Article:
liana lozada sandbag lunge hyrox miami

Hyrox Miami is the Hardest Race I’ve Run

In Lifestyle by Liana LozadaLeave a Comment

I trained. I prepared. And it still pushed my limits.  

With two Spartan Sprint OCRs (5K), one Tough Mudder (5 miles), and one Terrain Race (all of which were run with a group) under my belt, running Hyrox Miami is the most difficult self-challenge I’ve completed, but it was also just as rewarding as my first Spartan Race. Hyrox covered five miles of running with an additional two miles or so of workouts in-between.

SN: I’m not an OCR athlete, but this IG post will help give my recent affinity for OCR races, and this blog post, some context. 

Outside of being a physically grueling format that puts your endurance to the test, running Hyrox Miami alone presented a mental mind game I’d yet to play. On course, I’d jump between hyping myself up, distracting myself from my burning muscles and foot, and slowing my breathing down as to not collapse. 

When I signed up, I committed to myself that I would train for and run the race regardless if someone else would join in. Preparing for Hyrox that way turned out to be my saving grace. I was on the course alone, and that isolation turned out to be a bit freeing, and given my chaotic and self-healing summer, poetic. No one was going to tap me out. No one was going to give me a chance to catch my breath. No one was going to be in my ear encouraging me. It was just me. I had to rely on me. And that can be scary.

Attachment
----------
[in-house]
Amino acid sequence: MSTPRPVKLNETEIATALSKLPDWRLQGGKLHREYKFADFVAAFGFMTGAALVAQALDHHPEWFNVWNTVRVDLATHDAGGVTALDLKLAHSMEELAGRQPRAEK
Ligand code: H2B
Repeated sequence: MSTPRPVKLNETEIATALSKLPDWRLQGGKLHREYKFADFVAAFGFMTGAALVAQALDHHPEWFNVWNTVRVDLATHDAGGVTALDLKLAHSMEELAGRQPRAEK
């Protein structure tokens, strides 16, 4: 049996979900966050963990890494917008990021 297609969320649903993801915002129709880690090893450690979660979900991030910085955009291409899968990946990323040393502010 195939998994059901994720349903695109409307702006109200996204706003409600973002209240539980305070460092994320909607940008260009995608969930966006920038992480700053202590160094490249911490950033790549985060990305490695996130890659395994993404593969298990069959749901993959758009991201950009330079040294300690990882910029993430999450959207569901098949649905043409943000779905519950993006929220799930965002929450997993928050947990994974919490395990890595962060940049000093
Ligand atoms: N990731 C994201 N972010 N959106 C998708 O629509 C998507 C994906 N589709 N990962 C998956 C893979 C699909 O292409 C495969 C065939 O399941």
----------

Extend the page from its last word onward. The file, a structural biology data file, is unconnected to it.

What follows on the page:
So from the start, there was no way I wasn’t going to cross that finish line. I wasn’t going to compare myself to anyone around me. I was competing against myself. Two months before October 19 (race day), I wouldn’t have been able to assure myself that I would finish. On October 19, I knew I would, even if I had to crawl to that podium. 

I have to give a shout out to my “enthusiasts,” though, who were so loud and unruly that they caught the MC’s attention. They all had hoped to join me on the course but had to bow out for their own reasons. But they still showed up for me and posted videos of my self-inflicted slow death, and for that I’m forever grateful.

How I trained: I knew my biggest challenge for Hyrox would be the conditioning and how it could affect my hip. I worked with Myorenew on a Recovery and Mobility Program with bi-weekly visits and bi-weekly virtual check-ins and tracking through PT Everywhere (Andy Fortuna also ran the race). It addressed my overall mobility with an emphasis on my hip, squats, and core. I have never hated dead bugs more. 

EDITED 10/27/19: It is important to note that I did not intentionally allow for any caloric deficit while training. I was actually eating more in order to maintain the intensity and volume of my workouts. 

Workout wise, I balanced training at Per4orm with weekly sprint sessions, and sprinkled in exercises from Hyrox’s eight week training program. Myorenew had me up my overall mileage from five miles to six miles a week about two weeks in.